Daily use

During this VEIKK Studio VK2200 Pro review, I found that my favorite thing about the VK2200 is the ability to move from a horizontal drawing tablet on your desk to a large second monitor. The rear housing for the moving joints and the lever that locks them in feels a bit cheap to me and I was concerned about their longevity, but so far they have really done a great job and added a new dimension to this pen display. Swapped into extended display mode, the VK2200 is a solid productivity addition to your computer array, which then transforms into a capable studio pen display with a simple pull of a lever. This allows people who don’t use their pen display every day to integrate it into their desk as a second monitor, and slide it down when they want to draw, rather than making room for a monitor that they turn on and off the desk. if they want to work.

While the VK2200’s resolution isn’t the best, the colors are good, and in vertical mode I find myself enjoying it for videos, games and entertainment, as well as work. This puts it in a slightly different league from something like the Cintiq Pro, which has only been relegated to digital art tasks due to its low table angle (unless you invest in one of those). Wacom’s expensive mounts).

However, for digital drawing and painting, I don’t think the VK2200 is as good as the Wacom Cintiq Pro 16, or an iPad Air or Pro. The resolution is simply too low for detailed drawings on the large screen format and the image doesn’t come close to being as sharp as that of the Cintiq Pro. And while it does a good job, the pen doesn’t seem to follow as well as Wacom’s. Compared to an iPad, it lacks some of the intuitive touch gestures that make drawing and painting in Procreate so smooth. Don’t get me wrong though, it’s still good. The resolution can be bypassed and I could see a very good job being done on this device.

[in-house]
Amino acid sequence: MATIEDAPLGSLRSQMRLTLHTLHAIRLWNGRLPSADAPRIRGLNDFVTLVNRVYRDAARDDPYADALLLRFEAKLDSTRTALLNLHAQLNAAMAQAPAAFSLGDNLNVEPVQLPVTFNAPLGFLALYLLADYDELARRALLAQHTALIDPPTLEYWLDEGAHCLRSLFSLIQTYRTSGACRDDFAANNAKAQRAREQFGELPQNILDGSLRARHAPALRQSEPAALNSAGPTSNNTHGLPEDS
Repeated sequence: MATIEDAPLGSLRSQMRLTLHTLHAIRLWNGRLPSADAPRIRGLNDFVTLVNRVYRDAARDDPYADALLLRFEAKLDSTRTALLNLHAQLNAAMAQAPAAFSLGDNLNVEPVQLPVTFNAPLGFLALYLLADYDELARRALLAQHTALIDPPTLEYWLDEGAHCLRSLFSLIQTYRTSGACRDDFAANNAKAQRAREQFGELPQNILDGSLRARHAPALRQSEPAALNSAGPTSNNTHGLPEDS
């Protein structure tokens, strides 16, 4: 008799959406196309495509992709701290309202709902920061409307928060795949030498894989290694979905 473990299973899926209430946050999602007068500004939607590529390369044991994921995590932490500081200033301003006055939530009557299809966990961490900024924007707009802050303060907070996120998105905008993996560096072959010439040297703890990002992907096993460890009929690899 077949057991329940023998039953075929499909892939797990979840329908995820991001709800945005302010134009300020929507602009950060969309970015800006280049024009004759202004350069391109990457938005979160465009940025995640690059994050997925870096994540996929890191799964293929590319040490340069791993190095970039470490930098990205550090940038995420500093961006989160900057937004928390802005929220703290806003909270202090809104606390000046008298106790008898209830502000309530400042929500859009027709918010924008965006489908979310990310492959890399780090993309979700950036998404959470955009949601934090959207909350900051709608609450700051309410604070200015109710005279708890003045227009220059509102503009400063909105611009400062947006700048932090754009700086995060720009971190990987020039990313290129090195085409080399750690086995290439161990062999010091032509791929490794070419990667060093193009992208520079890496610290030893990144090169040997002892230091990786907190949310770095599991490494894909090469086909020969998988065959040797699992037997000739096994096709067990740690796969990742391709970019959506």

Final Thoughts on VEIKK Studio VK2200 Pro

Gabriel Morgan/Futurism

The VEIKK STUDIO VK2200 Pro can be viewed in a number of ways. As a “pro” level drawing tablet, it does a mediocre job, offering good value for money with decent colours, solid control and a responsive, large workspace, albeit with poor resolution and a few quirks and oversights. I wouldn’t really call it a “pro” drawing tablet, although professionals can use it and create great work.

However, if you’re looking for value rather than professional tech, the VK2200 is actually pretty good. This pen display isn’t cheap per se, but it competes with Wacom displays that cost about $1,000 more and can perform better in a few areas. And while I don’t think it beats an iPad Air in terms of digital painting control, it does sync directly with a desktop workspace for software that an iPad can’t touch. So users who want full control over the entire Adobe Suite, or want to use the tablet with ZBrush, will see the benefit immediately.

Ultimately, the VK2200 Pro is a great mid-to-low-end pen display that can be used as a solid second monitor for a laptop or desktop. The VK2200 could use better quality control when it comes to dead pixels and lightbleed, and it could certainly benefit from better resolution. But if you’re looking for a great deal on a large pen workspace, this is it. At the price of the VK2200, the few shortcomings are more than made up for by the massive screen space, good colours, easy tilt controls and sturdy pen.